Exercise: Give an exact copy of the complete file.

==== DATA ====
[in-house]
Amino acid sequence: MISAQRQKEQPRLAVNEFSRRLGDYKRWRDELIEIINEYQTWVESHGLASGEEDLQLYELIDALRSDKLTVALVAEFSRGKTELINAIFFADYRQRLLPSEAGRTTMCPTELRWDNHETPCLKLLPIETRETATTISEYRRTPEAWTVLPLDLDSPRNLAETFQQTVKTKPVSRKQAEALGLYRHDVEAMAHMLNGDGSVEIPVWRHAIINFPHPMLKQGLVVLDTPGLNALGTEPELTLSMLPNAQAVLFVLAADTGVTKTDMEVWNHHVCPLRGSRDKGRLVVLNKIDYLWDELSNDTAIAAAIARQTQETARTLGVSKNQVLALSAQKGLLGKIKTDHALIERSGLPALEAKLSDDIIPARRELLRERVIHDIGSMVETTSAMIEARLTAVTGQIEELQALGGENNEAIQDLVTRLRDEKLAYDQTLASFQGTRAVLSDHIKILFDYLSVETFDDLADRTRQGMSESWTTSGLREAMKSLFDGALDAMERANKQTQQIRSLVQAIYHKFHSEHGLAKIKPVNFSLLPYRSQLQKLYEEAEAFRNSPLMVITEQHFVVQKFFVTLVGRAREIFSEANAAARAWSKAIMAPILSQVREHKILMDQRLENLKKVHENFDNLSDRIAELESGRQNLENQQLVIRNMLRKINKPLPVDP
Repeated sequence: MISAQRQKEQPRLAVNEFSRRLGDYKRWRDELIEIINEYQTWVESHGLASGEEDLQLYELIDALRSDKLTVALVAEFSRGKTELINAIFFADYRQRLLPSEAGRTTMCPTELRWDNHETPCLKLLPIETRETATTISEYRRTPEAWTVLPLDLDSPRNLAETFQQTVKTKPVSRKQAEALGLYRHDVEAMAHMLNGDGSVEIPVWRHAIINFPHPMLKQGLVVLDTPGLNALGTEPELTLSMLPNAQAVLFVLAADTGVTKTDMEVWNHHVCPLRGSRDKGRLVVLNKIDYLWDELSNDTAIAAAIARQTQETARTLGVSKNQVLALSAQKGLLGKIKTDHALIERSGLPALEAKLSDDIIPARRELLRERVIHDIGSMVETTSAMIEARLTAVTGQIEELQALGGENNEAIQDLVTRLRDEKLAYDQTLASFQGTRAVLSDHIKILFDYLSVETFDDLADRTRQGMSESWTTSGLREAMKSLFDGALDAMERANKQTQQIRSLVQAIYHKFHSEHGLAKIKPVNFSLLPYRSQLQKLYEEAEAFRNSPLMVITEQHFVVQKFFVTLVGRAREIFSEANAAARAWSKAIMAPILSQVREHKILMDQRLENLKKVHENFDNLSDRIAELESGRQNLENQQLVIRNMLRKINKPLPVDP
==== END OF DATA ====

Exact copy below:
[in-house]
Amino acid sequence: MISAQRQKEQPRLAVNEFSRRLGDYKRWRDELIEIINEYQTWVESHGLASGEEDLQLYELIDALRSDKLTVALVAEFSRGKTELINAIFFADYRQRLLPSEAGRTTMCPTELRWDNHETPCLKLLPIETRETATTISEYRRTPEAWTVLPLDLDSPRNLAETFQQTVKTKPVSRKQAEALGLYRHDVEAMAHMLNGDGSVEIPVWRHAIINFPHPMLKQGLVVLDTPGLNALGTEPELTLSMLPNAQAVLFVLAADTGVTKTDMEVWNHHVCPLRGSRDKGRLVVLNKIDYLWDELSNDTAIAAAIARQTQETARTLGVSKNQVLALSAQKGLLGKIKTDHALIERSGLPALEAKLSDDIIPARRELLRERVIHDIGSMVETTSAMIEARLTAVTGQIEELQALGGENNEAIQDLVTRLRDEKLAYDQTLASFQGTRAVLSDHIKILFDYLSVETFDDLADRTRQGMSESWTTSGLREAMKSLFDGALDAMERANKQTQQIRSLVQAIYHKFHSEHGLAKIKPVNFSLLPYRSQLQKLYEEAEAFRNSPLMVITEQHFVVQKFFVTLVGRAREIFSEANAAARAWSKAIMAPILSQVREHKILMDQRLENLKKVHENFDNLSDRIAELESGRQNLENQQLVIRNMLRKINKPLPVDP
Repeated sequence: MISAQRQKEQPRLAVNEFSRRLGDYKRWRDELIEIINEYQTWVESHGLASGEEDLQLYELIDALRSDKLTVALVAEFSRGKTELINAIFFADYRQRLLPSEAGRTTMCPTELRWDNHETPCLKLLPIETRETATTISEYRRTPEAWTVLPLDLDSPRNLAETFQQTVKTKPVSRKQAEALGLYRHDVEAMAHMLNGDGSVEIPVWRHAIINFPHPMLKQGLVVLDTPGLNALGTEPELTLSMLPNAQAVLFVLAADTGVTKTDMEVWNHHVCPLRGSRDKGRLVVLNKIDYLWDELSNDTAIAAAIARQTQETARTLGVSKNQVLALSAQKGLLGKIKTDHALIERSGLPALEAKLSDDIIPARRELLRERVIHDIGSMVETTSAMIEARLTAVTGQIEELQALGGENNEAIQDLVTRLRDEKLAYDQTLASFQGTRAVLSDHIKILFDYLSVETFDDLADRTRQGMSESWTTSGLREAMKSLFDGALDAMERANKQTQQIRSLVQAIYHKFHSEHGLAKIKPVNFSLLPYRSQLQKLYEEAEAFRNSPLMVITEQHFVVQKFFVTLVGRAREIFSEANAAARAWSKAIMAPILSQVREHKILMDQRLENLKKVHENFDNLSDRIAELESGRQNLENQQLVIRNMLRKINKPLPVDP